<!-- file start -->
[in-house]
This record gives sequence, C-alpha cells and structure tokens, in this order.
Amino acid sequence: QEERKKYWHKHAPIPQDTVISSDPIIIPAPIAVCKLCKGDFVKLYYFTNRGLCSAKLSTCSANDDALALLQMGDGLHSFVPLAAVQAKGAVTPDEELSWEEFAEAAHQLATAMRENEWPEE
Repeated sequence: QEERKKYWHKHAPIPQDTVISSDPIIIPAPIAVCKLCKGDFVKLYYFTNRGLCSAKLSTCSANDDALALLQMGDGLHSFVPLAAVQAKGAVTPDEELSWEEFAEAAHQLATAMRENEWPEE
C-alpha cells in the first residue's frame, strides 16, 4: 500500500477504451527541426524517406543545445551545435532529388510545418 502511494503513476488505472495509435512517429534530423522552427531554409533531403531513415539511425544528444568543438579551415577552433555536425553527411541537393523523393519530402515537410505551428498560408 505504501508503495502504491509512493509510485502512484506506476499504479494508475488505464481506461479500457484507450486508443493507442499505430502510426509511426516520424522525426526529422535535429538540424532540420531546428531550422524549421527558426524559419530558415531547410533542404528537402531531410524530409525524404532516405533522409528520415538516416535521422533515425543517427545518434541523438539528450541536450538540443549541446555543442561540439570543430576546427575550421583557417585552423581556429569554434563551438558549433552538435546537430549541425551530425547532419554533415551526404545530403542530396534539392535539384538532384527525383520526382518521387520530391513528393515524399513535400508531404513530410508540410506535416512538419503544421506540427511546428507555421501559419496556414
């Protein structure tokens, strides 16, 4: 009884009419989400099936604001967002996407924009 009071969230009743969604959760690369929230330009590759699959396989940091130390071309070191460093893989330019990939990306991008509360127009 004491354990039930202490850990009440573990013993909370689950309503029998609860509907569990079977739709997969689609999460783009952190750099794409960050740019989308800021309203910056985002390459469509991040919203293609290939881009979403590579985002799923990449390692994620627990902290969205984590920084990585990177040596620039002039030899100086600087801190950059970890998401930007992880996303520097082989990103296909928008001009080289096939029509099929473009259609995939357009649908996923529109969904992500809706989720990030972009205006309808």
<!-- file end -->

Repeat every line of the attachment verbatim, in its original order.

[in-house]
This record gives sequence, C-alpha cells and structure tokens, in this order.
Amino acid sequence: QEERKKYWHKHAPIPQDTVISSDPIIIPAPIAVCKLCKGDFVKLYYFTNRGLCSAKLSTCSANDDALALLQMGDGLHSFVPLAAVQAKGAVTPDEELSWEEFAEAAHQLATAMRENEWPEE
Repeated sequence: QEERKKYWHKHAPIPQDTVISSDPIIIPAPIAVCKLCKGDFVKLYYFTNRGLCSAKLSTCSANDDALALLQMGDGLHSFVPLAAVQAKGAVTPDEELSWEEFAEAAHQLATAMRENEWPEE
C-alpha cells in the first residue's frame, strides 16, 4: 500500500477504451527541426524517406543545445551545435532529388510545418 502511494503513476488505472495509435512517429534530423522552427531554409533531403531513415539511425544528444568543438579551415577552433555536425553527411541537393523523393519530402515537410505551428498560408 505504501508503495502504491509512493509510485502512484506506476499504479494508475488505464481506461479500457484507450486508443493507442499505430502510426509511426516520424522525426526529422535535429538540424532540420531546428531550422524549421527558426524559419530558415531547410533542404528537402531531410524530409525524404532516405533522409528520415538516416535521422533515425543517427545518434541523438539528450541536450538540443549541446555543442561540439570543430576546427575550421583557417585552423581556429569554434563551438558549433552538435546537430549541425551530425547532419554533415551526404545530403542530396534539392535539384538532384527525383520526382518521387520530391513528393515524399513535400508531404513530410508540410506535416512538419503544421506540427511546428507555421501559419496556414
């Protein structure tokens, strides 16, 4: 009884009419989400099936604001967002996407924009 009071969230009743969604959760690369929230330009590759699959396989940091130390071309070191460093893989330019990939990306991008509360127009 004491354990039930202490850990009440573990013993909370689950309503029998609860509907569990079977739709997969689609999460783009952190750099794409960050740019989308800021309203910056985002390459469509991040919203293609290939881009979403590579985002799923990449390692994620627990902290969205984590920084990585990177040596620039002039030899100086600087801190950059970890998401930007992880996303520097082989990103296909928008001009080289096939029509099929473009259609995939357009649908996923529109969904992500809706989720990030972009205006309808």